- It is most important for currencies to devalue against debt since the goal of printing is to reduce debt burdens
- When money and credit supply increase, it can facilitate the flow of money and credit into productivity/profits, increasing real stock prices, or it can hurt actual returns of “cash” and debt assets, driving flows out of assets and into other currencies or inflation-hedge assets and causing a decline in value of a currency
- Government will choose to prevent real interest rates from rising by printing money and buying cash and debt assets (reinforces the bad returns of holding “cash”) instead of letting real interest rates rise
- There are systemically beneficial currency devaluations and systemically destructive ones that can damage a credit/capital allocation system (but are necessary to wipe out debt to create new monetary order)
- Big currency devaluations tend to be more episodic than evolutionary and occur as relatively abrupt declines during debt crises, separated by periods of currency stability during prosperity.
- A currency devaluation ≠ currency losing reserve currency position
- Losing reserve currency status comes from chronic, large devaluations
- History has shown that there are very large risks in holding interest-earning cash currency as a store hold of wealth, especially late in debt cycles
- Usually leading up to a currency devaluation…
- There are more claims on the central bank than there is hard money
- Net central bank reserves start falling prior to the actual devaluation
- Devaluations came alongside significant debt problems, often related to war spending
- Usually, central banks respond initially by not increasing the supply of money so short-term rates forestall devaluation when being sold
- Strategy is too painful, so they then devalue
- Usually leading up to a country losing reserve currency status…
- There is an established loss of economic and political primacy to an upcoming rival
- There are large, growing debts that the central bank monetizes by printing money and buying gov. debt and a weakening of the currency in a self-reinforcing run from the currency that can’t be stopped because the fiscal and balance of payments deficits are too big.
Not a recommendation to buy or sell any securities. See important disclosures below.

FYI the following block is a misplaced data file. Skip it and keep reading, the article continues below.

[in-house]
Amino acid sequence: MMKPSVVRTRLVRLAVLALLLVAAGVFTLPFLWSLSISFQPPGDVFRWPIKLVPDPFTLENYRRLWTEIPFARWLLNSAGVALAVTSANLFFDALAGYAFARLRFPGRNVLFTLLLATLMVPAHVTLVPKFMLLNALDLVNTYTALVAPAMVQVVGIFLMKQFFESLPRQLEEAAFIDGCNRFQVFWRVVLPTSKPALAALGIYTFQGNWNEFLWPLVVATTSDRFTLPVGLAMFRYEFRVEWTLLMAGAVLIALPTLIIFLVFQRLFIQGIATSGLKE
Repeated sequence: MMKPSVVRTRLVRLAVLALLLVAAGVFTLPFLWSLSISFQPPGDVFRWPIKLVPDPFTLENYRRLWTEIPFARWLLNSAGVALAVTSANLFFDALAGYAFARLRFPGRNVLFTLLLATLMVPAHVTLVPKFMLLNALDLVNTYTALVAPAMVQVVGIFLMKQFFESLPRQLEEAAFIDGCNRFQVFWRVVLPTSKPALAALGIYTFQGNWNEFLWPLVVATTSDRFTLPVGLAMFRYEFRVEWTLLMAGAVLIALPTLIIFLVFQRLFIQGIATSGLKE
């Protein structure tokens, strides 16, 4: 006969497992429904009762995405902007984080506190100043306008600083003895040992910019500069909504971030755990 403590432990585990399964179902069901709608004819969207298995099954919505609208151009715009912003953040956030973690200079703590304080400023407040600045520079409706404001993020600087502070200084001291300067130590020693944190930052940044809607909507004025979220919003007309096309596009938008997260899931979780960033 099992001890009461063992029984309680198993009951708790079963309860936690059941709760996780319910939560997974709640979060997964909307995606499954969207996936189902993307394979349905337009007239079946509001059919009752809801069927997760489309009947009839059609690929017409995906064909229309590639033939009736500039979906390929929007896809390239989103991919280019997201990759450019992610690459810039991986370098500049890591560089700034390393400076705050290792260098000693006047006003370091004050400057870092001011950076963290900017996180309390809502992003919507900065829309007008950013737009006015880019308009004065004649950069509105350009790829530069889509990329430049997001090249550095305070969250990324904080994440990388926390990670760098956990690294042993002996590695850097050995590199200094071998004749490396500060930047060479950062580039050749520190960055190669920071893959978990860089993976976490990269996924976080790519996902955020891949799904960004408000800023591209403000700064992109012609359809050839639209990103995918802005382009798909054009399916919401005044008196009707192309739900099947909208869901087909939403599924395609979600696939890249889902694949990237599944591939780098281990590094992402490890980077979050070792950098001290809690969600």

Trade Signals: Bear Market Trend Intact
July 22, 2022
S&P 500 Index — 3,948
Notable this week:
No significant changes this week.
The Dashboard of Indicators follows next.
Click HERE to see the Dashboard of Indicators and all the updated charts in Wednesday’s Trade Signals post.
Not a recommendation for you to buy or sell any security. For information purposes only. Please talk with your advisor about needs, goals, time horizon, and risk tolerances.
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Personal Note – Denver
I’m in Denver today visiting my son Matt. We are golfing at Cherry Creek Country Club tomorrow afternoon. I’m really looking forward to handing Matt another $20. Seems it is the way, even when he gives me strokes. But the time spent together is priceless!
It is hot here in Denver, but the lack of humidity much of the country is experiencing makes it tolerable. I hope you are staying safe and cool.
Wishing you a great week!
Stephen B. Blumenthal
Executive Chairman & CIO
CMG Capital Management Group, Inc.
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Forbes Book – On My Radar, Navigating Stock Market Cycles. Stephen Blumenthal gives investors a game plan and the advice they need to develop a risk-minded and opportunity-based investment approach. It is about how to grow and defend your wealth. You can learn more here.
Stephen Blumenthal founded CMG Capital Management Group in 1992 and serves today as its Executive Chairman and CIO. Steve authors a free weekly e-letter entitled, “On My Radar.” Steve shares his views on macroeconomic research, valuations, portfolio construction, asset allocation and risk management.
Follow Steve on Twitter @SBlumenthalCMG and LinkedIn.